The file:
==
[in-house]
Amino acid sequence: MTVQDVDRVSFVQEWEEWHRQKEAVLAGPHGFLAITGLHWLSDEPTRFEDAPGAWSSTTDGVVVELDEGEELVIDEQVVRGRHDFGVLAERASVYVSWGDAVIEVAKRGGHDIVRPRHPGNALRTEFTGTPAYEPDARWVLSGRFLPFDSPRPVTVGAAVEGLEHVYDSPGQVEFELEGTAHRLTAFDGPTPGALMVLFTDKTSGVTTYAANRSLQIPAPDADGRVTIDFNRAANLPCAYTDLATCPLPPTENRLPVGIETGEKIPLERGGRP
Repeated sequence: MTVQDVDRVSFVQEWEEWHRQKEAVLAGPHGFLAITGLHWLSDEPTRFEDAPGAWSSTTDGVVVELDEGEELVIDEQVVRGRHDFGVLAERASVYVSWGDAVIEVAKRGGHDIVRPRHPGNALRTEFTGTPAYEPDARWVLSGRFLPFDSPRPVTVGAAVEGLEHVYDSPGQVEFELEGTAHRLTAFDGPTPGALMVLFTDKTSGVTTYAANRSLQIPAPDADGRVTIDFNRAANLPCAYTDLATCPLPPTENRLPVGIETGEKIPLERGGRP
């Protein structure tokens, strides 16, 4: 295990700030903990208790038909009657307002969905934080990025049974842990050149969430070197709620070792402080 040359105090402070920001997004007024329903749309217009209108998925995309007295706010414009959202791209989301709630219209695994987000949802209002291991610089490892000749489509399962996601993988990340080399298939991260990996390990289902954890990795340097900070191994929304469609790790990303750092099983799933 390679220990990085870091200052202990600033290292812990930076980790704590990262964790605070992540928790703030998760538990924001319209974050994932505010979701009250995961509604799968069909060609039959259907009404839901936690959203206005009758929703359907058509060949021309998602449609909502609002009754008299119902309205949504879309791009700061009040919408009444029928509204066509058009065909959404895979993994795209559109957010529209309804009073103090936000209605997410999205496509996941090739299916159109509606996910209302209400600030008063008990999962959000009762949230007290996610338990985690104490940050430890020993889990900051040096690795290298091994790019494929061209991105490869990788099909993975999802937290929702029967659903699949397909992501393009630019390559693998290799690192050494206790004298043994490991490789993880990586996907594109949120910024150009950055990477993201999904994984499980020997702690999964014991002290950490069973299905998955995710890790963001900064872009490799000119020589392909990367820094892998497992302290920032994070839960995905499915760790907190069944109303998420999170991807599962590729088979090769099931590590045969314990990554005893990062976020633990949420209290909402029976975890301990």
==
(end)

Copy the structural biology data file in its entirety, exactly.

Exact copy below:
[in-house]
Amino acid sequence: MTVQDVDRVSFVQEWEEWHRQKEAVLAGPHGFLAITGLHWLSDEPTRFEDAPGAWSSTTDGVVVELDEGEELVIDEQVVRGRHDFGVLAERASVYVSWGDAVIEVAKRGGHDIVRPRHPGNALRTEFTGTPAYEPDARWVLSGRFLPFDSPRPVTVGAAVEGLEHVYDSPGQVEFELEGTAHRLTAFDGPTPGALMVLFTDKTSGVTTYAANRSLQIPAPDADGRVTIDFNRAANLPCAYTDLATCPLPPTENRLPVGIETGEKIPLERGGRP
Repeated sequence: MTVQDVDRVSFVQEWEEWHRQKEAVLAGPHGFLAITGLHWLSDEPTRFEDAPGAWSSTTDGVVVELDEGEELVIDEQVVRGRHDFGVLAERASVYVSWGDAVIEVAKRGGHDIVRPRHPGNALRTEFTGTPAYEPDARWVLSGRFLPFDSPRPVTVGAAVEGLEHVYDSPGQVEFELEGTAHRLTAFDGPTPGALMVLFTDKTSGVTTYAANRSLQIPAPDADGRVTIDFNRAANLPCAYTDLATCPLPPTENRLPVGIETGEKIPLERGGRP
């Protein structure tokens, strides 16, 4: 295990700030903990208790038909009657307002969905934080990025049974842990050149969430070197709620070792402080 040359105090402070920001997004007024329903749309217009209108998925995309007295706010414009959202791209989301709630219209695994987000949802209002291991610089490892000749489509399962996601993988990340080399298939991260990996390990289902954890990795340097900070191994929304469609790790990303750092099983799933 390679220990990085870091200052202990600033290292812990930076980790704590990262964790605070992540928790703030998760538990924001319209974050994932505010979701009250995961509604799968069909060609039959259907009404839901936690959203206005009758929703359907058509060949021309998602449609909502609002009754008299119902309205949504879309791009700061009040919408009444029928509204066509058009065909959404895979993994795209559109957010529209309804009073103090936000209605997410999205496509996941090739299916159109509606996910209302209400600030008063008990999962959000009762949230007290996610338990985690104490940050430890020993889990900051040096690795290298091994790019494929061209991105490869990788099909993975999802937290929702029967659903699949397909992501393009630019390559693998290799690192050494206790004298043994490991490789993880990586996907594109949120910024150009950055990477993201999904994984499980020997702690999964014991002290950490069973299905998955995710890790963001900064872009490799000119020589392909990367820094892998497992302290920032994070839960995905499915760790907190069944109303998420999170991807599962590729088979090769099931590590045969314990990554005893990062976020633990949420209290909402029976975890301990």